the community who had true need, who had to choose between food and medicine,
said Jenifer Olszyk, Joes mother, they wanted to help.
collection for the food bank during the teams season seemed like a perfect
Jenifer, the baseball teams booster club secretary, provided
vision and support for the boys as they worked to make their vision a reality.
Clinical Research Coordinator at Wyoming Valleys Henry Geisinger Center
and a clinical nursing instructor at Luzerne County Community College, her heart
for service is reflected in her sons commitment to service.
her co-workers who, upon hearing about the food collection, overwhelmed her with
When we help others, it puts our own lives in a proper
perspective, when youre having a bad day and you realize there are people
struggling with poverty and illness, she said, you gain gratitude
for your own blessings.
Both boys said senior adviser David Prushinski
was totally supportive of the project, providing direction and support.
year, seniors were directed to focus their projects on benefiting the community,
and this effort certainly fulfilled that requirement.
At the Trojan Classic
tournament on Sunday, the spirit of competition on the field yielded to a spirit
of cooperation and goodwill on the sidelines, as a steady stream of players from
other teams quietly brought cans of soup and vegetables, dry goods, and other
And although the Nanticoke Trojans won their game Sunday against the
Dallas Mountaineers in overtime, another quieter victory was won against hunger
in the local area.
The teams coach Dean Myers made success possible,
always willing to take time to share information about the project with others,
communicating with parents, encouraging his players to be their best in every
The project also required the boys do research regarding area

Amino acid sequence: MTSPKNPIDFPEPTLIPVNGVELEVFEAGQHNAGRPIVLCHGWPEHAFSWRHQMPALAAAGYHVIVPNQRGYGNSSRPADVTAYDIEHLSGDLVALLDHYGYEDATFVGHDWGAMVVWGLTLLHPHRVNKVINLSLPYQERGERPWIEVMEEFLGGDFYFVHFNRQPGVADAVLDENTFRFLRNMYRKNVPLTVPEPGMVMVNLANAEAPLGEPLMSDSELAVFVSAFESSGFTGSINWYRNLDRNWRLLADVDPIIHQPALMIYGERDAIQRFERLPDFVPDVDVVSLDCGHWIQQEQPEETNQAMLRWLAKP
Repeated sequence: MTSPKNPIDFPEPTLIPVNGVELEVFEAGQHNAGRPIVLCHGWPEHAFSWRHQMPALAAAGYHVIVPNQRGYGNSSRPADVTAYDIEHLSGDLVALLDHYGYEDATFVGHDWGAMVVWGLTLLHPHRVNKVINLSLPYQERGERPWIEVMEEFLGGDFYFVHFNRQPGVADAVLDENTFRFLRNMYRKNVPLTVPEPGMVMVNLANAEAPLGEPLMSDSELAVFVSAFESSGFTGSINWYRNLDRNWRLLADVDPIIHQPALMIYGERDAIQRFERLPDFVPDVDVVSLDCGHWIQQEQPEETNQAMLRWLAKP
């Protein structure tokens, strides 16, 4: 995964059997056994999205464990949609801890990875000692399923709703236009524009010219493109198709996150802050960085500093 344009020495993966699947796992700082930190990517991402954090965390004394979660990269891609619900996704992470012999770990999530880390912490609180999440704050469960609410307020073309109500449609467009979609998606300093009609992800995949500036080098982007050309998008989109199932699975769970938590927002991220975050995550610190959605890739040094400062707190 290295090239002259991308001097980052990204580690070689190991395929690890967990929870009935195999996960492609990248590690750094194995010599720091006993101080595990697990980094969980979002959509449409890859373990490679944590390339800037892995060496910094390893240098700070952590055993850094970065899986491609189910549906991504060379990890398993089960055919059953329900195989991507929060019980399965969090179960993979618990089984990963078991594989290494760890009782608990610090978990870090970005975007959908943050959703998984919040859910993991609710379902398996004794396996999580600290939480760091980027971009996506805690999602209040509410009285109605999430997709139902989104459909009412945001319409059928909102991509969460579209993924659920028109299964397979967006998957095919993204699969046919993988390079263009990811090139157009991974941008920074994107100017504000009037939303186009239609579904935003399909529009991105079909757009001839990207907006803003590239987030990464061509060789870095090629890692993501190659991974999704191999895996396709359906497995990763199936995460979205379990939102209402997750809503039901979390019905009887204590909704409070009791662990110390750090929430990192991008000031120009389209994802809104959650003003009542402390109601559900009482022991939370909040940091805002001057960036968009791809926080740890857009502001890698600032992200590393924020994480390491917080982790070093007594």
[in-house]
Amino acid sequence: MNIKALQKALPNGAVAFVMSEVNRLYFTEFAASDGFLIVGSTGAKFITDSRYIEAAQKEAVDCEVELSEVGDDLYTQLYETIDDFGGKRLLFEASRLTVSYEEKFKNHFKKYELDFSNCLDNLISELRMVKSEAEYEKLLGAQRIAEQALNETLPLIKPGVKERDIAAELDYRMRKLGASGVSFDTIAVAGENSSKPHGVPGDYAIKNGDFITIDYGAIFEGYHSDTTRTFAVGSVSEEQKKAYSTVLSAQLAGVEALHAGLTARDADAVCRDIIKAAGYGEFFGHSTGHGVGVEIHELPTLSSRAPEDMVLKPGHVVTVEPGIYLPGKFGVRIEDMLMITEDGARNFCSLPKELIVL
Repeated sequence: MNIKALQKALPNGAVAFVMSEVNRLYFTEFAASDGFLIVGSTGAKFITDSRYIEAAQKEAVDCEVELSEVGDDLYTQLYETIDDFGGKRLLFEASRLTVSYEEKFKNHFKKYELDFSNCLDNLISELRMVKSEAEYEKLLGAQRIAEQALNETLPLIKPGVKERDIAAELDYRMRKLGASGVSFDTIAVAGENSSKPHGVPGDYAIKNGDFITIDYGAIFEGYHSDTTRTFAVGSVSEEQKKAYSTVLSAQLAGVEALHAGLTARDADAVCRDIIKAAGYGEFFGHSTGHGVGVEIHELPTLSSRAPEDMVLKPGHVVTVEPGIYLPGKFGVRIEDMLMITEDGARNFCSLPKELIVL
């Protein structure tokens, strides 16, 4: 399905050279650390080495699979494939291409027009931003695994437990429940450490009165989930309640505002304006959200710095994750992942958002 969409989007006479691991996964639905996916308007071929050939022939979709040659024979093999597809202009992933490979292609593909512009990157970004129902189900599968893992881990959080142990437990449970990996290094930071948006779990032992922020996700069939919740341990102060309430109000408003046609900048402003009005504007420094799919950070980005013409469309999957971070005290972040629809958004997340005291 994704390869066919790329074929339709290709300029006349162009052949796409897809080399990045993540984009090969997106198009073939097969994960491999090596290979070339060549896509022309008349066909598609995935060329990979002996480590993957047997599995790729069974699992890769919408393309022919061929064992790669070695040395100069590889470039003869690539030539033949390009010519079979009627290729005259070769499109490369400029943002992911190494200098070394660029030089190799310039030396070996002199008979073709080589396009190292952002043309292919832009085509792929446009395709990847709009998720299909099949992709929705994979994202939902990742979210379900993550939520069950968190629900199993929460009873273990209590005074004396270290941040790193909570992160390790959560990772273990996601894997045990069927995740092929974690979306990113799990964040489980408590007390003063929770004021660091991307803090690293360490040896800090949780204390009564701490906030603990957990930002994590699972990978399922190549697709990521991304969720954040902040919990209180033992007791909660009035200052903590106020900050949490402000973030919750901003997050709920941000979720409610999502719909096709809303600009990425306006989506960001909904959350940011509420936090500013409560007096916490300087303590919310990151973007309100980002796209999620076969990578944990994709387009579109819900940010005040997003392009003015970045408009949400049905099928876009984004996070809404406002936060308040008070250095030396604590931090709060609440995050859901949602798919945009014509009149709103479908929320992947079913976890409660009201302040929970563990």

specific poverty, said Jenifer. The numbers made the need a reality.
Benscoter couldnt have been prouder of son Josh, both as a baseball player
and as a person.
Josh has been a baseball player since hes about
7 years old, and weve always been proud of his hard work, said Mark
Benscoter. And were now very proud that he has a heart to give back
to the community.
The response has been overwhelming and heartwarming,
said Jenifer, I had to set aside an area of my house for the collection
of food items.
Both boys will be heading off to college in September,
with Olszyk majoring in criminal justice in hopes of joining the State Police
or the National Guard. Benscoter is set on earning a degree in engineering.
wanting to contribute to this project can drop off any can goods and non-perishable
foods at Nanticoke home games or practices throughout the season. They can also
contact Jenifer Olszyk at 570-332-4391 for more information and to request pick
get lesson rich in art and local history
Paul Golias - Citizens
An excited Frank Fernandez applied
an iron oxide glaze to a piece of pottery he shaped in a classroom at Nanticoke
I never did anything like this before, the 10-year-old
said Tuesday morning, as 29 students of art teacher Michelle Kordek gathered to
continue a multi-faceted project.
They were making pottery, but they also were
gaining knowledge of the areas anthracite mining history and one of its
legacies polluted water runoff from abandoned mines. The iron oxide used
to make the glaze came from a site dubbed Red Lake, a former strip mine pit and
municipal landfill in Newport Township, near the former Glen-Nan Colliery.
children had previously made pinch pots out of clay. The pots were baked and,